So this is not a radical break from neoliberalism. You’re right that it’s no longer the “hollowed-out” neoliberal democracy we saw under Bill Clinton or Barack Obama, but it was made possible by it and extends important aspects of it. Trump was certainly not able to mobilize conservatives and Evangelicals to vote for him because we’ve suddenly become “overrun” with immigrants from the South. The ground for Trump’s rise was tilled not just by neoliberalism’s destruction of viable lives and futures for working and middle-class populations through the global outsourcing of jobs, the race to the bottom in wages and taxes, and the destruction of public goods, including education. This ground was also tilled by neoliberalism’s valorization of markets and morals and its devaluation of democracy and politics, Constitutionalism and social justice.  ....... From Who is not Neoliberal

 

RSS Toms Brain

2 min read

RSS Lives

RSS is a type of web feed which allows users and applications to access updates to online content in a standardized, computer-readable format. These feeds can, for example, allow a user to keep track of many different websites in a single news aggregator. - wikipedia 

 

RSS was created around 1999, at that time I was in the Network Technologies program at North Seattle Community College. I didn't start using RSS myself  till later. I used a variety of rss readers, the one that stuck with me the longest was Fever 1.39 . To use Fever you need a web server and a version of SQL I have access to both those things so in 2010 I started using Fever to aggregate all the sites I wanted to follow. Over the years this list has changed as sites disappear and as I became interested in other things. Fever was created by  Shaun Inman he stopped supporting it in 2016 . 

 

Another web service I started using around 2010 was Pinboard   It is a service that lets you store links (url) to web pages you want to remember and return to. Pinboard has many good features one of which is generating an RSS feed from your list of links.  Here is a feed of my links  keep in mind you need to open this link in an RSS reader, its format is designed for a machine to read not a human. My account is public at Pinboard you can review all the link I have save, I am sure a physiatrist could make hay out of the list.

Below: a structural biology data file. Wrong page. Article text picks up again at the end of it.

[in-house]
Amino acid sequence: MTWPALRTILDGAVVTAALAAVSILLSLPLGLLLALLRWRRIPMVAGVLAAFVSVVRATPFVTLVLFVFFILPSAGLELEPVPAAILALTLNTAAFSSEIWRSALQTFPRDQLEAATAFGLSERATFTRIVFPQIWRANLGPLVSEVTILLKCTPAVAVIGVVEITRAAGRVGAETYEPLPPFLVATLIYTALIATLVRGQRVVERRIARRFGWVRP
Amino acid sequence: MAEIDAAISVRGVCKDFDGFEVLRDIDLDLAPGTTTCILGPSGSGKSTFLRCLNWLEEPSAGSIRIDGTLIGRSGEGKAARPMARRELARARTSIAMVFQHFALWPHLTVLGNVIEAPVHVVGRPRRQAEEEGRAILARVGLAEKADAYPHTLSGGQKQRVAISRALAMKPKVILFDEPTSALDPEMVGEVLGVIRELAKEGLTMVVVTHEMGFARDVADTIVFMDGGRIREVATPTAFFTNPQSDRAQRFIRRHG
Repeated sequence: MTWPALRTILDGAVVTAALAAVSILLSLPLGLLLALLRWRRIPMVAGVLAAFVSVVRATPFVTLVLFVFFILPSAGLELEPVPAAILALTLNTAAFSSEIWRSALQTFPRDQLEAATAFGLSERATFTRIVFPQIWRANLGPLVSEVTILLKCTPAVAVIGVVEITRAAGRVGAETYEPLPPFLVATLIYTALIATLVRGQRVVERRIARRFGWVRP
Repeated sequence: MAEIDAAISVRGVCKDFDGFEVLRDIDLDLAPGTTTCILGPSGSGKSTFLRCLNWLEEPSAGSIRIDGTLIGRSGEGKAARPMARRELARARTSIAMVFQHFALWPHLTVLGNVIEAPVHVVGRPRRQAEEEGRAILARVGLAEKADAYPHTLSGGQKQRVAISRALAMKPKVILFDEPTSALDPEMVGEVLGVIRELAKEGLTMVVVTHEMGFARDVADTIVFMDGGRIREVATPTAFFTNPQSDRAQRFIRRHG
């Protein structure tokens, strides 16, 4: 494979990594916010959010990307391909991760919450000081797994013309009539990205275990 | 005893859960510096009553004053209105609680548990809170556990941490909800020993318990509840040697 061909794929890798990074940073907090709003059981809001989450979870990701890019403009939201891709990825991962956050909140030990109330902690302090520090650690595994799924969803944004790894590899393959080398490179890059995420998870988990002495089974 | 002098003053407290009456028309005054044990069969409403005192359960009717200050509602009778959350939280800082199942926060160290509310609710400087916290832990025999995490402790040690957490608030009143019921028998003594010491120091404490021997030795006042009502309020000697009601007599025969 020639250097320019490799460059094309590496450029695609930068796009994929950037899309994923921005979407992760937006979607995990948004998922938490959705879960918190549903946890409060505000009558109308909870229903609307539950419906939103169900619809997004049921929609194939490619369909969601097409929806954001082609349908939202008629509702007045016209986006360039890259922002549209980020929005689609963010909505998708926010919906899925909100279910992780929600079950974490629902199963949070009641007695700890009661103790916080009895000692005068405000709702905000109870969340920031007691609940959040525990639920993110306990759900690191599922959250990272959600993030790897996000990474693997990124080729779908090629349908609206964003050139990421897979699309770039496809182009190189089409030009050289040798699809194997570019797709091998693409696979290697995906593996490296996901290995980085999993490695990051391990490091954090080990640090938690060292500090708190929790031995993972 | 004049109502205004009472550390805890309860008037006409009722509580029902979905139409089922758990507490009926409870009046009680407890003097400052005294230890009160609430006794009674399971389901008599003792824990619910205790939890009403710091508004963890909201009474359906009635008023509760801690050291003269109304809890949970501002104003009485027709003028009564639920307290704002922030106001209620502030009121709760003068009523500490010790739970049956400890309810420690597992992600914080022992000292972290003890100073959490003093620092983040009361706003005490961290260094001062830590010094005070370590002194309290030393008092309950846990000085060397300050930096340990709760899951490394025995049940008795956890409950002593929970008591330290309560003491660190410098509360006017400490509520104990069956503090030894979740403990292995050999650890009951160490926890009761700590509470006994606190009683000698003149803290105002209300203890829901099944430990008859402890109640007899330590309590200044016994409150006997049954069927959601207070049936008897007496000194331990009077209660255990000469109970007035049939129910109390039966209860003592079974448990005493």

Native Americans force settlers to leave Whidbey Island in August 1848. - HistoryLink.org

Excerpt Via History Link:

Whidbey Island

During the spring 1848, Thomas W. Glasgow, after exploring Puget Sound in a canoe, chose a farm site on Whidbey Island, erected a cabin, and planted potatoes, peas, and wheat. Glasgow took an Indian wife, whom he called Julia Pat-Ke-Nim, for companionship and to insure his safety from nearby Indians. After getting established, Glasgow traveled to Tumwater to convince others to join him on fertile Whidbey Island. Antonio B. Rabbeson and A. D. Carnefix agreed to settle on the island. They made the journey by canoe, the only mode of travel around Puget Sound except for an occasional Hudson's Bay Company ship.

On the journey, the three men took turns cooking and carrying out other camp duties. On the day it was Carnefix’s turn, an Indian stopped at the camp. The man assumed that Carnefix was a slave, since he was performing duties that an Indian slave would perform, and made an offer to Glasgow and Rabbeson to purchase him. The misunderstanding was quickly cleared up, but apparently Glasgow and Rabbeson ribbed Carnefix about it and he took offense, quit the group, and returned to Tumwater. The remaining two men continued on and reached Glasgow's cabin on the west side of Whidbey Island near Penn's Cove in July 1848. Penn's Cove is about 48 miles north of Seattle.

The Hunt

In August, Indians representing every Puget Sound tribe, including the Chehalis, Nisqually, Duwamish, Snoqualmie, and Snohomish, arrived and set up camp at Penn’s Cove on the east side of Whidbey Island near where Glasgow and Rabbeson where located. Within a three-mile radius of the two men’s cabin, there were, in Rabbeson's words, “about eight thousand of these wild men.” Although Rabbeson probably exaggerated, the sight of the immense throng of Indians must have been an impressive one.

History Link

More information on Chief Patkanim

Flora Surveys the Duamish

Flora Surveys the Duamish

Looking across the river at our dream house on the banks of the muddy Duwamish River.